This is Day 7 of 10 Days to a Better Blog (I took Sunday off so I’m a day behind!)
Day 7 of this Better Blog progression is looking at our top posts for the past year. I’m a bit late to the ball game on this post, but here are my tops posts for 2014 and some additional thoughts on them.
1 – SQL Schema to CodeIgniter DBForge – This one really surprises me as this was something that I did based off of some contract work and something that I needed. I’ve used it a little bit here and there myself, but didn’t think anyone else would use it. Additionally I’m sure it would be coded a lot better by someone else. I’m glad to see that it’s being used by others!
2 – 3 CMS’s: WordPress, Expression Engine and PyroCMS (the 100,000 foot view) – This post was written in January of 2013. At the time it received some traffic to it and I’m still amazed that it shows up as a more popular one. Having said that I’ve been tempted to take down all of my posts regarding PyroCMS as I believe so much has changed on the product that these posts are not useful. I know at least the ownership has changed for reason’s I’m not privy to and they are getting close to moving it 100% to Laravel.
3 – Goodbye PyroCMS, Hello WordPress (the real #3 is the link to the migrate script referred to in the #1 post, but since it’s not a post I’m not including it!) – Once again a PyroCMS post. I think this is because beyond the website for PyroCMS there are no other resources for the CMS. I know some people had talked about doing a community based website but I don’t think anything came of that.
So there are 2 posts related to PyroCMS which I will not be writing more about. The one post that is remotely something I could write about is the CodeIgniter DBForge utility that I wrote. CodeIgniter appears to have some new life in it, and I still use it for most of my projects, but I’ve been hesitant to jump into writing about CodeIgniter because (a) I’m not sure if it does really have life back in it (may have missed the boat with Ellislabs doing nothing with it for so long (b) there are people that know the CodeIgniter framework a hell of a lot better than myself. On the flip side another voice might be what’s needed in that realm (I think a lot of people who had been doing something with CodeIgniter, have moved onto other pursuits).
I finally got Vagrant working on my work computer, which in turn will hopefully make my development life a lot easier. At a minimum it should remove my need for having a separate development Ubuntu machine! However it wasn’t without it’s hurdles.
Every time I tried to do ‘vagrant up’ it kept stalling on a message about installing HyperV, which was not what I was trying to bring up. I was trying to bring up a Ubuntu machine. I did get it solved and here’s how I did it.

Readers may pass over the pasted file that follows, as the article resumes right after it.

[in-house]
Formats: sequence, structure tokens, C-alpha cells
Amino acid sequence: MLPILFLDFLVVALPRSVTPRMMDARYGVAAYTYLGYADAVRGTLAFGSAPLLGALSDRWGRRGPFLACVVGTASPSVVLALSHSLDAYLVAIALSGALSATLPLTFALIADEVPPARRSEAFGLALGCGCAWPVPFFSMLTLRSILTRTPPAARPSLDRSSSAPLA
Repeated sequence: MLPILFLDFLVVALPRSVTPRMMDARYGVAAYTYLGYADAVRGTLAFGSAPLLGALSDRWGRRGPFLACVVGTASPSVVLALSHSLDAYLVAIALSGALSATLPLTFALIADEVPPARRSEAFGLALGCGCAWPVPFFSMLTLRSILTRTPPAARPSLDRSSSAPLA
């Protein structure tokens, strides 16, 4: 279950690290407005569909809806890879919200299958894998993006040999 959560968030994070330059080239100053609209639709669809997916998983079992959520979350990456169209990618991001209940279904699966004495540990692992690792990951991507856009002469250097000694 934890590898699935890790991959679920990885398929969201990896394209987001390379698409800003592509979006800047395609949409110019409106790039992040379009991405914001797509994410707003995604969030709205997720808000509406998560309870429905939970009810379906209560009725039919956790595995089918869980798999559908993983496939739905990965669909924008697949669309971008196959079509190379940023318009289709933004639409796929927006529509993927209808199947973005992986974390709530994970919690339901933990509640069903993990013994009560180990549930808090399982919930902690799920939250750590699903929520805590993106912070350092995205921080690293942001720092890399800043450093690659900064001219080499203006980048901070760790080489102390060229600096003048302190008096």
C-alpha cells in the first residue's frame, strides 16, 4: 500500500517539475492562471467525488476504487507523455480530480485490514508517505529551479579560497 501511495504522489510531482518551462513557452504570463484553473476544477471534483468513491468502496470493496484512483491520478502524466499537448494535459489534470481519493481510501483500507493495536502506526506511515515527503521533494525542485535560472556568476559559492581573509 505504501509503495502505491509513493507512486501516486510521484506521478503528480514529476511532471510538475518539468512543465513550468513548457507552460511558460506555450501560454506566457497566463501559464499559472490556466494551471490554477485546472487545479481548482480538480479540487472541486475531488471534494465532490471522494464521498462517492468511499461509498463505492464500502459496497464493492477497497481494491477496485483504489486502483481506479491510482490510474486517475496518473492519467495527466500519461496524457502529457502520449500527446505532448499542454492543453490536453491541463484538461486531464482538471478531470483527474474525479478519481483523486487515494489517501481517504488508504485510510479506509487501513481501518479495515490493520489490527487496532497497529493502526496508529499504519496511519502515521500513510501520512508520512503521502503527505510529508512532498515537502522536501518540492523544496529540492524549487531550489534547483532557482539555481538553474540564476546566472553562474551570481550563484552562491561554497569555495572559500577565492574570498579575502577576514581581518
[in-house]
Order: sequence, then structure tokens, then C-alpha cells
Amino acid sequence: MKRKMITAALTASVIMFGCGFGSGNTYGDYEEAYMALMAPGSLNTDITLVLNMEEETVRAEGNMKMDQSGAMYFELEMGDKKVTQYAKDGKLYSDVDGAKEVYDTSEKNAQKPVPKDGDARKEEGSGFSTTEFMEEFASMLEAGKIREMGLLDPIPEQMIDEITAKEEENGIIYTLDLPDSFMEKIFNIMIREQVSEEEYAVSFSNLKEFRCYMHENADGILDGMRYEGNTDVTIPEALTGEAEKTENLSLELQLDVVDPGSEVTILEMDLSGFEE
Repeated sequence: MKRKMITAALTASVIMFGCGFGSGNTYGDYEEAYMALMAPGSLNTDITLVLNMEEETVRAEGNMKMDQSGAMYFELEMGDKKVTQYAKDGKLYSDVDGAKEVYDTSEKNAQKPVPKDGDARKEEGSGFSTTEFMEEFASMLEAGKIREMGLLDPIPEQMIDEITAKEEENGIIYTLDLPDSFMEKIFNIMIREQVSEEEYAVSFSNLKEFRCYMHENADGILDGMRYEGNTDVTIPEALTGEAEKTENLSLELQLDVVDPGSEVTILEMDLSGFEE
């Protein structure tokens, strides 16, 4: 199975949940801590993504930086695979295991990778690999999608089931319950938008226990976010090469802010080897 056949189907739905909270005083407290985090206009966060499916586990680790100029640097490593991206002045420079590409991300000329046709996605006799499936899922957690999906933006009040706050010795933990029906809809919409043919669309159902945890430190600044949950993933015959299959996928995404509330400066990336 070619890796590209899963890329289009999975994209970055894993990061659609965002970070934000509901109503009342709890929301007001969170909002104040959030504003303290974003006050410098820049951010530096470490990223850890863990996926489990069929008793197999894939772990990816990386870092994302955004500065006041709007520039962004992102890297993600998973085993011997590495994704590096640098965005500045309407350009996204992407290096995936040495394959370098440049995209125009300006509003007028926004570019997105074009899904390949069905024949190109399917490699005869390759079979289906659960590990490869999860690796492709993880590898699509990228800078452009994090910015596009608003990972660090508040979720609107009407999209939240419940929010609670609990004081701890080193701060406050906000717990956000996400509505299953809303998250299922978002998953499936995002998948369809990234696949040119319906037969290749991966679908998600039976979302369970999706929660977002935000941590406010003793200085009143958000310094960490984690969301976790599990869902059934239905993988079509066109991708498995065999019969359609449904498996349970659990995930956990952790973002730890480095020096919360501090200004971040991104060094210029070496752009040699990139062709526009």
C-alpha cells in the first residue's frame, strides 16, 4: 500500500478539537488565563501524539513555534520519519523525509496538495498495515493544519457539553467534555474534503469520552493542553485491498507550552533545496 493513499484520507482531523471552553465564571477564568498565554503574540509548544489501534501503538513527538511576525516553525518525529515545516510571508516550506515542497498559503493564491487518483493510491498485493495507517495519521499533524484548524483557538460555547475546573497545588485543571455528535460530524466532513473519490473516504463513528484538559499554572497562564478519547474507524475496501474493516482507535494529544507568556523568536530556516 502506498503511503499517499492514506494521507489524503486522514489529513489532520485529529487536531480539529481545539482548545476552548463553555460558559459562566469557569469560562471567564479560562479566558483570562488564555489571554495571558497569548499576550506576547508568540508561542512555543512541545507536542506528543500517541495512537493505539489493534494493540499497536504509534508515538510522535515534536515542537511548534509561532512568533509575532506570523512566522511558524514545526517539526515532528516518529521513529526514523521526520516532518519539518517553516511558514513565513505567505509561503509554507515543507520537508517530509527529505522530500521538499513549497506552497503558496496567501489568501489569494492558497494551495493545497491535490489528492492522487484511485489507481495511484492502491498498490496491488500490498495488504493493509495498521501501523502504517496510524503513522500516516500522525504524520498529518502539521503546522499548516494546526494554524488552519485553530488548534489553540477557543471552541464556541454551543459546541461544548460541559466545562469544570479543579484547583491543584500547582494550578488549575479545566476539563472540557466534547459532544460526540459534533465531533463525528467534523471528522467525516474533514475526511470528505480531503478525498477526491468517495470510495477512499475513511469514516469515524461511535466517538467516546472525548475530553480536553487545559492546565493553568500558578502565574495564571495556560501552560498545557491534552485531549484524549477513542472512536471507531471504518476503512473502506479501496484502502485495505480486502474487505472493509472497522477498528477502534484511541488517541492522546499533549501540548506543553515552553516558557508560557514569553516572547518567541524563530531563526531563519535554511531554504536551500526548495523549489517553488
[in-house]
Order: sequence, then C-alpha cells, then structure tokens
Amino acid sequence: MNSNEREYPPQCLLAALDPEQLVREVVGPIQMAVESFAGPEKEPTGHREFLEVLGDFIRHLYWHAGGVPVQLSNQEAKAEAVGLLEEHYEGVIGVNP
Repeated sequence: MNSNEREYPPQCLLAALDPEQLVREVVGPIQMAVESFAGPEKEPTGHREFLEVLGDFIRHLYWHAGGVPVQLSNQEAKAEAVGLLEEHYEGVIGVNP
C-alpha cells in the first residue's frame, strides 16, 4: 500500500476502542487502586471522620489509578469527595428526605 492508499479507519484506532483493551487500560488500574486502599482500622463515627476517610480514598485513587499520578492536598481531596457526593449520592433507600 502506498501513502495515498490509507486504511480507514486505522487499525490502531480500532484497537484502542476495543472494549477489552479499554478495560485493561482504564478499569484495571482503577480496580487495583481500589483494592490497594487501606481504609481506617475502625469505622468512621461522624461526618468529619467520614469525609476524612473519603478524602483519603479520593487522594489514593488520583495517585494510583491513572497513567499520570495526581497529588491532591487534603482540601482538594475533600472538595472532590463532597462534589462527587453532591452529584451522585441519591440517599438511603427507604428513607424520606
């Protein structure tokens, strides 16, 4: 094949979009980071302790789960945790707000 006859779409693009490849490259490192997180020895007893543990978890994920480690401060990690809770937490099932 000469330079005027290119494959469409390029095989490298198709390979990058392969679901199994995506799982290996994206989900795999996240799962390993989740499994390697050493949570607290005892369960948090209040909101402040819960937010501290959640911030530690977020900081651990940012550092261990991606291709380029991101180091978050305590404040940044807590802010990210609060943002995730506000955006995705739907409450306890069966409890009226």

- Uninstall Vagrant
- ReInstall Vagrant
- In a CMD prompt (probably best to run this as administrator) I ran ‘vagrant box add precise64 http://files.vagrantup.com/precies64.box‘
- Run ‘vagrant init precise 64‘
- Run ‘vagrant up‘
That should get your machine up and running. Except for the first two steps, it’s all done in a CMD/DOS Prompt. In order to do the ‘vagrant ssh‘ step that many guides have you’ll need to do that from a Git Bash prompt.
Here’s a few links that I found rather helpful in this process:
Getting Started with Vagrant on Windows 7 and 8
Vagrant and Apache
At least 7 years. That’s at least how old the previous design was. It’s probably older than that, but it’s been here since I started working at the newspaper that long ago. So it was time.
The process began last October (2013). It’s still on going , but it’s March of 2014. Here’s a few things that I’ve learned.
- Don’t move my cheese! With a 7 year old site people got used to where things were placed on the site. They don’t like them being moved and you’ll hear about it.
- 7 year old web sites have a lot of stuff on them and it’s going to take a LONG time to get everything updated to the new design. I’d add a caveat that if you have a decent CMS and have planned ahead (thought ahead) it may not be as bad (or if you use a bunch of includes…). If not, have fun.
- For reason #1, above, have a thick skin. Even though you know all of the technical reason’s why the site needed to be updated, the non-technical person won’t care. They just want it to work and to be where it was before.
- Don’t let your site get 7 years old. Even if it’s only a matter of updating the technology and moving a few things around, don’t let it get that old. I’d say two to three years is enough. At that point things will have changed and you need to upgrade. I think at this rate not to many things will have built up and you can upgrade without to many complications.
Lastly, if you find yourself in this situation take your time. Don’t rush anything. Make sure management is behind you. There will be things you haven’t planned for, but you’ll get it done.
As some may have noticed I haven’t posted much about PyroCMS in awhile. Perhaps some have asked why that is. Well here is the post explaining that. I’ve gone back and forth on if I should write this, but I feel like I should for anyone who may have came here for thoughts on PyroCMS.